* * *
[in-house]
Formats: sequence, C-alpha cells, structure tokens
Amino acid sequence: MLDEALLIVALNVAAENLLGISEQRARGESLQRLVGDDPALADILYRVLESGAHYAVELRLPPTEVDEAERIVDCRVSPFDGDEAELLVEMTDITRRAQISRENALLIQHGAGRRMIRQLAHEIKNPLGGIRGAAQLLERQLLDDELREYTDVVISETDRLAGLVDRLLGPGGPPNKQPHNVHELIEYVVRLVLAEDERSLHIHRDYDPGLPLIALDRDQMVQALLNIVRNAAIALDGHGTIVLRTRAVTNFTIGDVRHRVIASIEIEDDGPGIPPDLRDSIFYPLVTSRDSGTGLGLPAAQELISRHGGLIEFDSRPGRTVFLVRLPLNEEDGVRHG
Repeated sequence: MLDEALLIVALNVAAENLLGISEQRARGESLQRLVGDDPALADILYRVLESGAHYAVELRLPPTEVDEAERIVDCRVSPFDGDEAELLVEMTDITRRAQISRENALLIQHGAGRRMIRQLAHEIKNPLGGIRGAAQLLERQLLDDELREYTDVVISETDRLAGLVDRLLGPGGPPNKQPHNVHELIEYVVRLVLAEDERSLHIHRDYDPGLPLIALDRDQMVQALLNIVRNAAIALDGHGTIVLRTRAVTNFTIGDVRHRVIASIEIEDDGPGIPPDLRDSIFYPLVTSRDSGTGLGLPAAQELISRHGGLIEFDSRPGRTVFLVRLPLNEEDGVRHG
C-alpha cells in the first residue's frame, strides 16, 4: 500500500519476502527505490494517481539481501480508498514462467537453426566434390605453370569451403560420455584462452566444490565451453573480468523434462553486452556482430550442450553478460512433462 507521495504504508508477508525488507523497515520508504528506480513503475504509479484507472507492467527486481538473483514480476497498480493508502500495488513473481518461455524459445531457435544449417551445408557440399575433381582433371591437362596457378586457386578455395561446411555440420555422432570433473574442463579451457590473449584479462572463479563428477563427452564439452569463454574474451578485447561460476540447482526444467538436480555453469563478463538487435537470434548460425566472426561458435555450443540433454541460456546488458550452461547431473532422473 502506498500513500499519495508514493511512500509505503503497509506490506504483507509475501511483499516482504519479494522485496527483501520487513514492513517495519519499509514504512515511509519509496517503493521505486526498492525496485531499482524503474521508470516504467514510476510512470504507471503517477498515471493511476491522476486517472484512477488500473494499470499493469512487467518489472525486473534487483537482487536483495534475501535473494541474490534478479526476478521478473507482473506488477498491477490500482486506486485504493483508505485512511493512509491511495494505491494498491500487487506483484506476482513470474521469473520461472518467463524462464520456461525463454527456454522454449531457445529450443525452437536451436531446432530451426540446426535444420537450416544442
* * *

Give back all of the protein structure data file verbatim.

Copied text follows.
[in-house]
Formats: sequence, C-alpha cells, structure tokens
Amino acid sequence: MLDEALLIVALNVAAENLLGISEQRARGESLQRLVGDDPALADILYRVLESGAHYAVELRLPPTEVDEAERIVDCRVSPFDGDEAELLVEMTDITRRAQISRENALLIQHGAGRRMIRQLAHEIKNPLGGIRGAAQLLERQLLDDELREYTDVVISETDRLAGLVDRLLGPGGPPNKQPHNVHELIEYVVRLVLAEDERSLHIHRDYDPGLPLIALDRDQMVQALLNIVRNAAIALDGHGTIVLRTRAVTNFTIGDVRHRVIASIEIEDDGPGIPPDLRDSIFYPLVTSRDSGTGLGLPAAQELISRHGGLIEFDSRPGRTVFLVRLPLNEEDGVRHG
Repeated sequence: MLDEALLIVALNVAAENLLGISEQRARGESLQRLVGDDPALADILYRVLESGAHYAVELRLPPTEVDEAERIVDCRVSPFDGDEAELLVEMTDITRRAQISRENALLIQHGAGRRMIRQLAHEIKNPLGGIRGAAQLLERQLLDDELREYTDVVISETDRLAGLVDRLLGPGGPPNKQPHNVHELIEYVVRLVLAEDERSLHIHRDYDPGLPLIALDRDQMVQALLNIVRNAAIALDGHGTIVLRTRAVTNFTIGDVRHRVIASIEIEDDGPGIPPDLRDSIFYPLVTSRDSGTGLGLPAAQELISRHGGLIEFDSRPGRTVFLVRLPLNEEDGVRHG
C-alpha cells in the first residue's frame, strides 16, 4: 500500500519476502527505490494517481539481501480508498514462467537453426566434390605453370569451403560420455584462452566444490565451453573480468523434462553486452556482430550442450553478460512433462 507521495504504508508477508525488507523497515520508504528506480513503475504509479484507472507492467527486481538473483514480476497498480493508502500495488513473481518461455524459445531457435544449417551445408557440399575433381582433371591437362596457378586457386578455395561446411555440420555422432570433473574442463579451457590473449584479462572463479563428477563427452564439452569463454574474451578485447561460476540447482526444467538436480555453469563478463538487435537470434548460425566472426561458435555450443540433454541460456546488458550452461547431473532422473 502506498500513500499519495508514493511512500509505503503497509506490506504483507509475501511483499516482504519479494522485496527483501520487513514492513517495519519499509514504512515511509519509496517503493521505486526498492525496485531499482524503474521508470516504467514510476510512470504507471503517477498515471493511476491522476486517472484512477488500473494499470499493469512487467518489472525486473534487483537482487536483495534475501535473494541474490534478479526476478521478473507482473506488477498491477490500482486506486485504493483508505485512511493512509491511495494505491494498491500487487506483484506476482513470474521469473520461472518467463524462464520456461525463454527456454522454449531457445529450443525452437536451436531446432530451426540446426535444420537450416544442